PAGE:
For full access to the report Action for Peacekeeping: One Year into the Implementation of the Declaration of Shared Commitments, kindly follow the link.
Papua New Guinea is facing two major challenges to peace: a November referendum on the future political status of Bougainville, the site of a brutal conflict from 1989 to 1998; and the recent increase in intercommunal violence in the Highlands region. This makes it an important test case for the UN’s approach to peacebuilding and sustaining peace and the recent reforms to the UN development system.
This paper examines the implementation of the UN’s peacebuilding and sustaining peace framework in Papua New Guinea, looking at what has been done and what is still needed. It focuses on the four issue areas highlighted in the secretary-general’s 2018 report on peacebuilding and sustaining peace: operational and policy coherence; leadership at the UN country level; partnerships with local and regional actors; and international support.
For full access to the paper Sustaining Peace in Papua New Guinea: Prevention in Practice, please follow the link.
This issue brief takes stock of the state of the women, peace, and security agenda in the current geopolitical context, with a view to supporting strategic advances at the upcoming twentieth anniversary of UN Security Council Resolution 1325 (2000). It looks at characteristics of the current geopolitical context that are of concern to the defense of women’s rights, what these changes have meant for how the international community seeks to build peace and improve security, and how we can evaluate approaches to implementing WPS commitments in relation to these pressures on the multilateral system. The paper concludes that in order for the women, peace, and security agenda to be an effective tool, it must move beyond rhetoric and be woven into actionable policy.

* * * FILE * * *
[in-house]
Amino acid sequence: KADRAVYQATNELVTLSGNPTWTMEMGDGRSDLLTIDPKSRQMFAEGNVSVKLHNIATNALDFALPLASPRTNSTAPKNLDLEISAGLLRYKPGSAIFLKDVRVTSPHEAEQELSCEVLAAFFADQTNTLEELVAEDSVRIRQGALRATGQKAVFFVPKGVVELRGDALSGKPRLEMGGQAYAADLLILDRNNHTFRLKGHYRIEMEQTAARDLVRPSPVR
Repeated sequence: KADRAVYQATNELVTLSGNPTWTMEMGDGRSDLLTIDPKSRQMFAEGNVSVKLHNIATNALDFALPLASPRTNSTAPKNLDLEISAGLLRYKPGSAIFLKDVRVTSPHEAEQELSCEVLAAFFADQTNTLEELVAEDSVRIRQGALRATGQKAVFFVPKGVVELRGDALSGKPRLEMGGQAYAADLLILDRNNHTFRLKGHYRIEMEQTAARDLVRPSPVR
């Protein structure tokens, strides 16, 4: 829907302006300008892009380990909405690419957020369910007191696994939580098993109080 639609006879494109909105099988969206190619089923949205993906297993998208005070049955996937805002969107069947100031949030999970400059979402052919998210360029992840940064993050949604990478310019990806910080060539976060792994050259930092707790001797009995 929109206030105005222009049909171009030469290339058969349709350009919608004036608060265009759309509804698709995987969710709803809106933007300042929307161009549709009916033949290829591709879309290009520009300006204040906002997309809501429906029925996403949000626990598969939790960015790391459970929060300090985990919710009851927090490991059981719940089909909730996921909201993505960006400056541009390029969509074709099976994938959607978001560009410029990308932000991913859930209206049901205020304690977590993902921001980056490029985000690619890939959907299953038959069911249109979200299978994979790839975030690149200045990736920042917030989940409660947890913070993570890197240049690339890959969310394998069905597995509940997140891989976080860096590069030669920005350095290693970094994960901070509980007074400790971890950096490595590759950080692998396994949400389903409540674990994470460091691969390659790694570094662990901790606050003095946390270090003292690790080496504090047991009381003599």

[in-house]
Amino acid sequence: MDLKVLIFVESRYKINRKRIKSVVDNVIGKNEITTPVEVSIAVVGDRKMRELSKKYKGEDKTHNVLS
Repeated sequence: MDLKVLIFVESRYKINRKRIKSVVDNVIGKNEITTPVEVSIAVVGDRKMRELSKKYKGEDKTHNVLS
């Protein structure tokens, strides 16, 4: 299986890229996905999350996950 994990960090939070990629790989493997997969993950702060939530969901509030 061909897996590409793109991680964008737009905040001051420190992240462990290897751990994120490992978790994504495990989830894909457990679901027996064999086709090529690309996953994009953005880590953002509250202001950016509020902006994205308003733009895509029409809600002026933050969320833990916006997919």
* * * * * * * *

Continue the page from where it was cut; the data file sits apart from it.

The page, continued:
For full access to the paper The Global Pushback on Women’s Rights: The State of the Women, Peace, and Security Agenda, please follow the link.
From 2003 to 2018, the UN Mission in Liberia (UNMIL) was ever-present throughout the country. This paper examines the process of Liberia’s transition from a peacekeeping mission to a UN country team configuration, focusing on the period from July 2016 to July 2018. It identifies the political and operational dynamics that drove the transition, examines the policy processes and context within which the transition was executed, and assesses the ability of the UN’s post-mission configuration to sustain peace in Liberia.
The paper argues that by viewing transitions as long-term, multi-stakeholder activities - member states have the opportunity to ensure that future transitions adopt integrated approaches with adequate political, operational, and financial support.